First Aid Kit

First Aid Kit

interview by Righetto, Cortassa, Bartolotta
We met Klara and Johanna Söderberg during a promotional day with several Italian media. The huge amount of interviews could have make the two sisters bored, instead they were always very glad to give detailed answers to all the questions.

The music of the great songwriters of the 60s and the 70s reverbs throughout all your music. You even cite a few of them in "Emmylou". How often do you find yourself listening to a record and thinking: "I want to write a Bob Dylan song", or a Neil Young song? Is this the case of some of "The Lion's Roar"'s tracks?
J: Yes, we do that all the time, almost all song are like that
K: Definitely! You know, you listen to something and you're like "God this is so good I wish I could write a song like this" or I think "If I were Joni Mitchell, which kind of song I would write now?" and then I start playing.
J: That ends up like the first take of the song
K: Yes, then it sounds like our own song, I just tried like being someone else and it didn't work, so I just sound like myself. But that's a good observation.

That was a time when songs could shape history, they could orient people's minds, or at least this is what we think now. I read frequently of your mother speaking to you about feminism and I was wondering if writing that kind of songs was one of your aims. Do you think it’s still possible to write such songs, nowadays?
J: Mmmhh... I don't know...
K: People listen to music differently now... In the 60's and 70's it was all about record labels picking like “these are the people that we believe in”, and they were the big stars. Now it's more like everybody sort of has an audience, if you make music you can have fans, but it's not alike...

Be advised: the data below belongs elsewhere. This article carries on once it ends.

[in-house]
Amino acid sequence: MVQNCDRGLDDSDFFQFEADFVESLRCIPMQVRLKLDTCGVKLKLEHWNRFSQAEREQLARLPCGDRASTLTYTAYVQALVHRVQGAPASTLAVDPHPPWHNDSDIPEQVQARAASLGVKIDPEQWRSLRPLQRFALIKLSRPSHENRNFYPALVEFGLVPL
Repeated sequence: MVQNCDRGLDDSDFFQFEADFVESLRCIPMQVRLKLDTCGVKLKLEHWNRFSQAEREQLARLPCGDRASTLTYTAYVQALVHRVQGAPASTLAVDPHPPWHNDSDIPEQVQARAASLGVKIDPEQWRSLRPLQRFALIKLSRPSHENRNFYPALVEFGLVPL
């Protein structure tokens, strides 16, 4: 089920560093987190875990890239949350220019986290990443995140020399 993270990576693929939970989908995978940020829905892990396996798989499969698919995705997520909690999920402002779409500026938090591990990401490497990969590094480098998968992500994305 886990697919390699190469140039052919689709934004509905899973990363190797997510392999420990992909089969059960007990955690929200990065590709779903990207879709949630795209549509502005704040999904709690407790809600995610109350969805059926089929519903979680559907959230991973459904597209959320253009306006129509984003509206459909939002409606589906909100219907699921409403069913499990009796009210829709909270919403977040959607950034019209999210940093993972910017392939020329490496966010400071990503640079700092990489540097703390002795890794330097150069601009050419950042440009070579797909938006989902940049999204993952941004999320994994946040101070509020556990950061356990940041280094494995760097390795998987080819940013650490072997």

J: Perhaps there can be one song that I hear everyone listens to that can change the world but it hasn't happened for a while so...
K: No, no...
J: But I do think that music can change people, can inspire the good in people. That's what we try to do, the opportunity to use, when we feel sad or angry, use the music in a positive way, so that we can inspire other people to do that too; like in “You're Not Coming Home Tonight”, which is one of the first songs that we wrote, it's about a housewife leaving the husband... I think it has a sort of feminist story.
K: We hope all the housewives could hear that song! [laughs]
J: Yeah! Our mother's influences of a feminist perspective comes out from all of our songs, and I think we want to be a role model for young girls, and girls in general, you know...
K: People in general! I think for me the kind of music I listen to inspires me to be a better person, it makes me feel better, it's sort of a relief when I feel sad, I don't take it out on anyone, I just listen to music and it makes me feel less lonely and therefore, you know, happy in a way.

[Guia]I think that, anyway, this feminist upbringing perspires, maybe unconsciously, from your songs. I mean, you two are very young girls, with a delicate and sensitive appearance, like singing fairies, but then your lyrics go like “I'm a goddamn coward, and so are you”, which one wouldn't expect, just looking at you.